School buildings damaged by Hurricane Katrina are up for sale.
The Times-Picayune reports that several former New Orleans, La., school campuses and empty lots owned by the Orleans Parish School Board are going on the market.
The school board has decided about one third of the city’s public schools were no longer needed due to Katrina damage and decades of declining enrollment.
By state law, charter school operators get first dibs at the buildings. It’s not clear whether the same holds true for empty lots; the School Board has requested an attorney general’s opinion to clarify the matter.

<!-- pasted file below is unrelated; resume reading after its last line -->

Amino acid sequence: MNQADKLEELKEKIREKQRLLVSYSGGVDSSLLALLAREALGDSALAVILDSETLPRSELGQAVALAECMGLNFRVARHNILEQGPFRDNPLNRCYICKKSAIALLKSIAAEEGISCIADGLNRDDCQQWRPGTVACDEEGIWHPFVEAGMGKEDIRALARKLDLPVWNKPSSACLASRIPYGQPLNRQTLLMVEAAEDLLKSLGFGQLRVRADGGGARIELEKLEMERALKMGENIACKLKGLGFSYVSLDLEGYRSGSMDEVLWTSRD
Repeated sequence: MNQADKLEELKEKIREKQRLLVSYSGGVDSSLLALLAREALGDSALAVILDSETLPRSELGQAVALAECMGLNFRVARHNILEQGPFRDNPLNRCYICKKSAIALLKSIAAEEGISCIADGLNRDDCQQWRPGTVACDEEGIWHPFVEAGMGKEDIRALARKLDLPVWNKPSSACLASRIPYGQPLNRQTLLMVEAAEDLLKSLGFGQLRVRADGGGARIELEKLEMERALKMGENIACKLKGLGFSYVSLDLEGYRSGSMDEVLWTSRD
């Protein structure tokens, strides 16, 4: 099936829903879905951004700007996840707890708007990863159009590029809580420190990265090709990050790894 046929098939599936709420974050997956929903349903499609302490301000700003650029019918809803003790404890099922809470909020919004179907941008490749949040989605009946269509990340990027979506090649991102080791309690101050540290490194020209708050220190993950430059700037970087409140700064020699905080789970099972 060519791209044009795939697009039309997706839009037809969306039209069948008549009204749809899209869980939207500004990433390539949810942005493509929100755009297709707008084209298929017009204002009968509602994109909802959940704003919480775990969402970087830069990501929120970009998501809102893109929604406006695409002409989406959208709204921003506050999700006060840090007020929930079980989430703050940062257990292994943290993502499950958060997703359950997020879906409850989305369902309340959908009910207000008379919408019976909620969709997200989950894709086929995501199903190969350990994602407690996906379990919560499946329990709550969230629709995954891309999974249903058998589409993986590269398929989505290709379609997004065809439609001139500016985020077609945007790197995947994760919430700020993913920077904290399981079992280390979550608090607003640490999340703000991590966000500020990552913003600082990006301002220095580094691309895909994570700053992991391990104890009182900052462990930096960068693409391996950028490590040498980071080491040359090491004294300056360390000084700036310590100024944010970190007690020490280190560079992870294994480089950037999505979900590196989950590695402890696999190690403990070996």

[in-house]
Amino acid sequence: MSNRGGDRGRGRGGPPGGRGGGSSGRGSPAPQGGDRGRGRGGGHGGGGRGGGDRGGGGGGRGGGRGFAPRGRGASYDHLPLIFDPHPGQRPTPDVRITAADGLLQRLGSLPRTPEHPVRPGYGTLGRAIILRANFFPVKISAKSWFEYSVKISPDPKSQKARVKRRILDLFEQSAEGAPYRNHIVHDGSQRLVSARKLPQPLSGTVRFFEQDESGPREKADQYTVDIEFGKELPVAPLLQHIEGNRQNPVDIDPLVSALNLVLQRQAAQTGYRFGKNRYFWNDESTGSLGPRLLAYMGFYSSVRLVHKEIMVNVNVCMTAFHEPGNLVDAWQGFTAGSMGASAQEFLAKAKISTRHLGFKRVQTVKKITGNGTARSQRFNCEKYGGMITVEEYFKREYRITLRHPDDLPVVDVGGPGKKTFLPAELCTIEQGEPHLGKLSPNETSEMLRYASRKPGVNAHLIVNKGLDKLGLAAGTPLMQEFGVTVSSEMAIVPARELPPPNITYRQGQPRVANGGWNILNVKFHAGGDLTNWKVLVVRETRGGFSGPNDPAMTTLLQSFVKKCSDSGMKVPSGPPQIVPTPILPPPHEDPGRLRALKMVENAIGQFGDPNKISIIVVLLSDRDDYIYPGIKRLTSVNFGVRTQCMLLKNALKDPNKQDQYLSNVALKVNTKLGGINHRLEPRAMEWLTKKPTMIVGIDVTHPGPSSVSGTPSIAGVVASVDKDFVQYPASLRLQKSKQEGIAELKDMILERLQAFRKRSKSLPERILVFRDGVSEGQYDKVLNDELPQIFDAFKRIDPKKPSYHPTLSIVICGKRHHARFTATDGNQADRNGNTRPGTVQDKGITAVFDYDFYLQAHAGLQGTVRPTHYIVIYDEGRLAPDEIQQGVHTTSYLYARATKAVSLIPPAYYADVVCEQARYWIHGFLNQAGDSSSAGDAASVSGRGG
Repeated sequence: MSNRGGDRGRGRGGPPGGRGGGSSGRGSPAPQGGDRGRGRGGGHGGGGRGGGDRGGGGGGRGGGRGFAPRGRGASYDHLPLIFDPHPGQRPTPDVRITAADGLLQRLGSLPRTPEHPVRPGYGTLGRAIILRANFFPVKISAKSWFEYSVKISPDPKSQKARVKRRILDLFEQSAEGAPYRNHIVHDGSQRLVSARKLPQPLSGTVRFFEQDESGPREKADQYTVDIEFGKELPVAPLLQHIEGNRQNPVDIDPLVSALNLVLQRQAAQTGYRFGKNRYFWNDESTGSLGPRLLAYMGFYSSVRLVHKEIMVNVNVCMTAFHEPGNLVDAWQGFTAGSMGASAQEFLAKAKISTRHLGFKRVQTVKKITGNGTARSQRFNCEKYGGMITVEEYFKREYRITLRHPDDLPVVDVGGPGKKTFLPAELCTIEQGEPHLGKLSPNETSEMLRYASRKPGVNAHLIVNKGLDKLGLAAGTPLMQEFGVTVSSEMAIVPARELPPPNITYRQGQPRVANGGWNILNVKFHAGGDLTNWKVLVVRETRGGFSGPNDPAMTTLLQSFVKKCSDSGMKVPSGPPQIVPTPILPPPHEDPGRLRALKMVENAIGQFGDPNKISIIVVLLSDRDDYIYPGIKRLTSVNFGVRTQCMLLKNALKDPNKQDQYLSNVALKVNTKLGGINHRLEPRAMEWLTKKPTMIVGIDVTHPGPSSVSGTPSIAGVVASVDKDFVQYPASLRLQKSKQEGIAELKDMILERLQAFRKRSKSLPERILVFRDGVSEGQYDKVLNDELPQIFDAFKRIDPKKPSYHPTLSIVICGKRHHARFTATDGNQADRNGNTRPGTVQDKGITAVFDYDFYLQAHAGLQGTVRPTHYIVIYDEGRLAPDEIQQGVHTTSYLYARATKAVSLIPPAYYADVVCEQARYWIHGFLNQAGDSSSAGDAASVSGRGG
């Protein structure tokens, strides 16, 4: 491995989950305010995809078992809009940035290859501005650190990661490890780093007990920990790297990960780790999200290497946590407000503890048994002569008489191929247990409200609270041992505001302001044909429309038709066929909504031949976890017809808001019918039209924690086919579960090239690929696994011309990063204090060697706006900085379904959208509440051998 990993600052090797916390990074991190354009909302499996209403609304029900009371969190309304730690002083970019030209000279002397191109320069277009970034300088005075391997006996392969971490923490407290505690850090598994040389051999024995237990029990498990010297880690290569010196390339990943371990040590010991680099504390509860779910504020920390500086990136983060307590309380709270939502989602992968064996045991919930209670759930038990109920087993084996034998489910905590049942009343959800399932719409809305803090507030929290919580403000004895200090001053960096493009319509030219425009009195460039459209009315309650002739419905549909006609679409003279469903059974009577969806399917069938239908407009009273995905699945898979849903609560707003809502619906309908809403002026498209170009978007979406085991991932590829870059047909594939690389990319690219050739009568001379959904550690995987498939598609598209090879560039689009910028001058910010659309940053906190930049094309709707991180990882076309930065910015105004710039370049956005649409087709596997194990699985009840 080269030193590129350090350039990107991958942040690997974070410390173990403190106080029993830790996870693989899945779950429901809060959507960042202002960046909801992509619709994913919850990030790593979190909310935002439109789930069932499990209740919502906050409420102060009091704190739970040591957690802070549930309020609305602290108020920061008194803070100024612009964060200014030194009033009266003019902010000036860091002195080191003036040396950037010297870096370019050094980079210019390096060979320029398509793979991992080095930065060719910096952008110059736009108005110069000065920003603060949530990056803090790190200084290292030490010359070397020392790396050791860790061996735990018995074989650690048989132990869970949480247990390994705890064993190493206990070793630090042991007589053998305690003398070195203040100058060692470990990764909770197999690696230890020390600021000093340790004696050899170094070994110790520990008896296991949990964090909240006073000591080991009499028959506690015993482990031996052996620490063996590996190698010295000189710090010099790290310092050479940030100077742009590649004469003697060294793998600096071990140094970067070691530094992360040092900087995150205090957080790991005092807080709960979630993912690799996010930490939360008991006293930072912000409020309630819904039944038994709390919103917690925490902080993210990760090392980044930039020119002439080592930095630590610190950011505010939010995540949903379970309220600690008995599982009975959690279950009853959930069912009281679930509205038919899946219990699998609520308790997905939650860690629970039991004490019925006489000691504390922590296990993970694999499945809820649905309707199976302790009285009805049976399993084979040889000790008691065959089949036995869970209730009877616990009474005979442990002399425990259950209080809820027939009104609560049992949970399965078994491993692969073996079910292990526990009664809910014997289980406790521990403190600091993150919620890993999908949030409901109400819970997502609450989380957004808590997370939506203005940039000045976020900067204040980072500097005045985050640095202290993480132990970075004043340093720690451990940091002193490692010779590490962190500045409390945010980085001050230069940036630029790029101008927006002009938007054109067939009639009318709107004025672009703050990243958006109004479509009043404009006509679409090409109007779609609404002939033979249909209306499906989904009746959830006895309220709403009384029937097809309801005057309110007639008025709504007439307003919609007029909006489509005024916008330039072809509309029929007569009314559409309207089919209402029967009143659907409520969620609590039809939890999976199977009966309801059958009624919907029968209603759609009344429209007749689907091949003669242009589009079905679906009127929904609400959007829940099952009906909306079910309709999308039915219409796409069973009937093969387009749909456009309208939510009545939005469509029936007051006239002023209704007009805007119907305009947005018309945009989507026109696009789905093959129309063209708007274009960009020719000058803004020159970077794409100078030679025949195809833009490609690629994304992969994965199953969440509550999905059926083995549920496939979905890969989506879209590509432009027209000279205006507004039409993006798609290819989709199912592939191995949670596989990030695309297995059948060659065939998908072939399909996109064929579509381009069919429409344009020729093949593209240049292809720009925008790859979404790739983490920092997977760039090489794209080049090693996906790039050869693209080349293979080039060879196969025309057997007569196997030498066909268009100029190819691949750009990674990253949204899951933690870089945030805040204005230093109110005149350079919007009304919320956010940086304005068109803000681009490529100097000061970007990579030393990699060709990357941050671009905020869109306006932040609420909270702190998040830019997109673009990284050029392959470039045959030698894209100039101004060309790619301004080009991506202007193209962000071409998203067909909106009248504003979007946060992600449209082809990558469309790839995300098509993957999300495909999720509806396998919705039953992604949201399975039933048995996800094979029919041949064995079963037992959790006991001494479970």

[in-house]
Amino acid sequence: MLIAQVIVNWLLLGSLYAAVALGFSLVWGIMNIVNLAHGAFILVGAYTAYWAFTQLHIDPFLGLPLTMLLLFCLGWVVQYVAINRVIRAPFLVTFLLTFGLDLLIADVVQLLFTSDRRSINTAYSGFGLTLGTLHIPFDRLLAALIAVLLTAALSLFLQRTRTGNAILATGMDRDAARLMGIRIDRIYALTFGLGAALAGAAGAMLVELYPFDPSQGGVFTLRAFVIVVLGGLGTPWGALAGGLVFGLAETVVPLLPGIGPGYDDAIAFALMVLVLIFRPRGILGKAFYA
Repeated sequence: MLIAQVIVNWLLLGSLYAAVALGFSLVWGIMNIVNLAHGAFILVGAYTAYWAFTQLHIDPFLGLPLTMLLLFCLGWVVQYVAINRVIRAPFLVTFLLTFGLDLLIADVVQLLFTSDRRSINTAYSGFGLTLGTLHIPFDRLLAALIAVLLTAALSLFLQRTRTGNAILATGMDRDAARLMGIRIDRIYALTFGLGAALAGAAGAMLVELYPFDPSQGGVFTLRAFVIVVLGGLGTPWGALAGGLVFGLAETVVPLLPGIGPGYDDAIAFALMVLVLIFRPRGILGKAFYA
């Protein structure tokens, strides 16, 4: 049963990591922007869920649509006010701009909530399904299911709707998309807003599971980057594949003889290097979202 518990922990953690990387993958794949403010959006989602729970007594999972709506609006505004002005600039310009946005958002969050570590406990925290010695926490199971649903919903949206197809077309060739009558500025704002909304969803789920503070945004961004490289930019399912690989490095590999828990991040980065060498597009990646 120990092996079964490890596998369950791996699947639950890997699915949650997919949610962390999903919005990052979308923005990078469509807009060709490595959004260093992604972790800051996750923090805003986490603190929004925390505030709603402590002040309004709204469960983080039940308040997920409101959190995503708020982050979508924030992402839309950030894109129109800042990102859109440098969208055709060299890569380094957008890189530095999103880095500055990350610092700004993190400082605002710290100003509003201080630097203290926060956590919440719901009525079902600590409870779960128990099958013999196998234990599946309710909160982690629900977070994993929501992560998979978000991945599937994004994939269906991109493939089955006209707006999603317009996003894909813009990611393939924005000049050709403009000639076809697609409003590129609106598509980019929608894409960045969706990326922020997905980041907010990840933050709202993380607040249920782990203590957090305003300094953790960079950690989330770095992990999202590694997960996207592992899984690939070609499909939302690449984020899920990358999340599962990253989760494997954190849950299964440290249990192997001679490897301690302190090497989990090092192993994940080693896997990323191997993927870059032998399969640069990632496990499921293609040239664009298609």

Ken Ducote, who ran the School Board’s facilities office before Katrina, said several of the sites could pose issues for redevelopment. Most notable is Robert Moton Elementary, built on a former dump that was later designated as a toxic Superfund site. Neighbors have been suing for decades to get compensation for health effects they consider to be environmentally related.
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